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Cymraeg

Extra cash for schools in council budget plans

Swansea Council will be giving schools an additional £2.2m over and above the funding it has received for education from the Welsh Government.

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Headteachers have been told today (Wed) that although the council has to find more than £22 million in savings in 2018/19, it will continue to prioritise provision for schools and pupils above all other service areas in its draft budget.

The council published its proposals for next year's budget last week and if Cabinet approves the plans tomorrow (Thurs), the public will then get a chance to have their say ahead of final decisions next February.

Cllr Jennifer Raynor, Cabinet Member for Children, Education and Lifelong Learning, said: "Indications are there will be no increase in funding for schools from central government next year in spite of the significant cost pressures that they will face.

"We have recognised that this places a huge burden on their finances as around £3.7m is needed simply to meet the cost of funding teachers' pay awards, an anticipated rise in pupil numbers and other inflationary factors.

"With every service under severe pressure the council cannot make-up this shortfall alone but we are proposing an increase of £2.2m in the core funding of schools which equates to almost 60% of these major cost pressures.

"If we do receive any extra funding for schools in the final settlement from central government then we will also pass this on directly to the schools in full.

"This demonstrates that once again we are maintaining our pledge to prioritise school funding above all other services but it is becoming increasingly difficult year after year."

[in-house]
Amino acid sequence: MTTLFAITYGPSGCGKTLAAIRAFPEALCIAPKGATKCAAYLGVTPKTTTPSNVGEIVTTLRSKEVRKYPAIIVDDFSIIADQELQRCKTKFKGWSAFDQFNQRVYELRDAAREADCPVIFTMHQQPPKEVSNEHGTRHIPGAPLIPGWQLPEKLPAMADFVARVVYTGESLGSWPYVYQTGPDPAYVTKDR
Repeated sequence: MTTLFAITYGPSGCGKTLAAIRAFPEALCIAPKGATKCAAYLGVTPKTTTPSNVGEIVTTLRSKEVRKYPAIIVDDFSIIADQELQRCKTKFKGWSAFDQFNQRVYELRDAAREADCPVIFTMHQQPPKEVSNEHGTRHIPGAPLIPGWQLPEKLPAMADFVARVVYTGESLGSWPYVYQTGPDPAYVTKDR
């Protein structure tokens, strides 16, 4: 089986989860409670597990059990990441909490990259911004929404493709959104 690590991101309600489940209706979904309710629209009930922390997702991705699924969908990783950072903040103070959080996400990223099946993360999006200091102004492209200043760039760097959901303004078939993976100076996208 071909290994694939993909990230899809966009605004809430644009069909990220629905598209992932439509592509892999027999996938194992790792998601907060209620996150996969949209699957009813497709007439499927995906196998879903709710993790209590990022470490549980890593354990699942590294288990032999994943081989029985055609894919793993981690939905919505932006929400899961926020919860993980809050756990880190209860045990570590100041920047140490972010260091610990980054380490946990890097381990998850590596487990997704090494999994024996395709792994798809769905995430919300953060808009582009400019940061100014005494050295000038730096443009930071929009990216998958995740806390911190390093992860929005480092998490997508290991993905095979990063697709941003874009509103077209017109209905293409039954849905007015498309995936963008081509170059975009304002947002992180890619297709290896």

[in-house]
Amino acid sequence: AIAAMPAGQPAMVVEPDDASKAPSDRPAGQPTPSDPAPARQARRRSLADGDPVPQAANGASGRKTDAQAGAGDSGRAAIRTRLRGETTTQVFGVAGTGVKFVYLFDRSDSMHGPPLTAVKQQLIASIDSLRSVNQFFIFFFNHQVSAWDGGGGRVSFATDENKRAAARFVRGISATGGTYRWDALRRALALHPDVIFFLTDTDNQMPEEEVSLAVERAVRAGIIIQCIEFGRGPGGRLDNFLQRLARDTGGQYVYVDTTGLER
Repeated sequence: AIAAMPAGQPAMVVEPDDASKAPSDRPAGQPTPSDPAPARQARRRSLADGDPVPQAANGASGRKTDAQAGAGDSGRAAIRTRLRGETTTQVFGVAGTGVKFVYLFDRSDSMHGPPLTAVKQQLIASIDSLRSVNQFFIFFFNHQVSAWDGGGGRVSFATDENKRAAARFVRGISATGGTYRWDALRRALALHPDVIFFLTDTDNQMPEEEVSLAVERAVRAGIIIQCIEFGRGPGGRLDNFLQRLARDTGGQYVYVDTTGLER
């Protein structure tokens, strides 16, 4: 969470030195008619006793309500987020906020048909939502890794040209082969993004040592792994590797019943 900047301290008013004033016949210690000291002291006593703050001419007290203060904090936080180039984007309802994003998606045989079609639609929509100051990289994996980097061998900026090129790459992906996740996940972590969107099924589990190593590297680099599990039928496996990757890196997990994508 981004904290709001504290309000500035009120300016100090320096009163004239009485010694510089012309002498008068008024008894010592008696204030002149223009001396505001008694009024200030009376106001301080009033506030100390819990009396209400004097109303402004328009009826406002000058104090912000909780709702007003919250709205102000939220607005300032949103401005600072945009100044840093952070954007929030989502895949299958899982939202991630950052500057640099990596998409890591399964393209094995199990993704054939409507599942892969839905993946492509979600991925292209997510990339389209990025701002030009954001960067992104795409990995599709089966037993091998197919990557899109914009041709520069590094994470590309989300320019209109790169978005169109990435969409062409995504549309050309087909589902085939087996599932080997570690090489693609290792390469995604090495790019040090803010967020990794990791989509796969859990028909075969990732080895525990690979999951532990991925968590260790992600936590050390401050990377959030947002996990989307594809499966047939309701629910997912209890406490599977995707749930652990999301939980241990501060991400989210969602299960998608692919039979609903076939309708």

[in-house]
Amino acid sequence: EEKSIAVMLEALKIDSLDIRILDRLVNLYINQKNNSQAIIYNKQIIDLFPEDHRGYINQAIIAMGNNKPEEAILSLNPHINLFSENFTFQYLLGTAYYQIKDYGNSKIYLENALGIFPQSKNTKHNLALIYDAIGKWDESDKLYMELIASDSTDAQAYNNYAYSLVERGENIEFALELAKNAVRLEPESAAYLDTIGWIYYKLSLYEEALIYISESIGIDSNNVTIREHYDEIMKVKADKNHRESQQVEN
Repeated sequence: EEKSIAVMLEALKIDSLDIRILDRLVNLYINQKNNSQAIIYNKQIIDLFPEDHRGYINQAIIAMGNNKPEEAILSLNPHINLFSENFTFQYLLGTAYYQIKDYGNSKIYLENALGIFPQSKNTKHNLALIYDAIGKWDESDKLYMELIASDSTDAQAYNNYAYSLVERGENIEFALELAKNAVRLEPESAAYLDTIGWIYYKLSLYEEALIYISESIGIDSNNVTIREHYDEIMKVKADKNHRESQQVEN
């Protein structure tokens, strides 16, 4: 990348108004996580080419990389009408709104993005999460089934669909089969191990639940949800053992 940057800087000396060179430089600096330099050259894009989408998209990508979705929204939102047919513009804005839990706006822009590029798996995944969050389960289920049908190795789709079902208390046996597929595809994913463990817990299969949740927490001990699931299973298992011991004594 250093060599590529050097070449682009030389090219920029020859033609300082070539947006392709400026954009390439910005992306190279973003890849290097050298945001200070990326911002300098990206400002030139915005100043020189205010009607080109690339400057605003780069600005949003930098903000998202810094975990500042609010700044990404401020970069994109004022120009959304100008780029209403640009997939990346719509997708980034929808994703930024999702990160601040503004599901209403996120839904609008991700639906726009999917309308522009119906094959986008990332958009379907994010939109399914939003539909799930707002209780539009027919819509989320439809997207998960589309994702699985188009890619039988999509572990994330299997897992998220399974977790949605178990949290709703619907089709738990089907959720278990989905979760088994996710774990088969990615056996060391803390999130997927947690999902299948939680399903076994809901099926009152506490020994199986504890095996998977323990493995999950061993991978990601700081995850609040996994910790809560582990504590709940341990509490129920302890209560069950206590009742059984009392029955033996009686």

Swansea Council, working with the Welsh Government, is also looking at spending a further £149.7m on improving school buildings in the coming years as part of the next phase of the 21st Century Schools Programme.

Cllr Raynor and Swansea Council Leader Cllr Rob Stewart met with headteachers and their representatives this afternoon (Wed).

Cllr Stewart said that despite eight years of shrinking budgets Swansea Council would continue to spend £1.6m a day on the priorities that matter most to local communities.

He added: "In the past few years the council has managed to save more than £60m from its budget, protect jobs, and modernise services by becoming smarter, leaner and more efficient.

"The benefits are being felt by children, by older people and by the most vulnerable in our communities because we're ploughing into frontline services a bigger percentage of available money than ever before.

"We still hope that there will be an end to the Austerity agenda, but until that happens all councils are facing extremely difficult challenges. Despite the difficulties, independent inspections of our schools, social care and finance services show we are performing very well."


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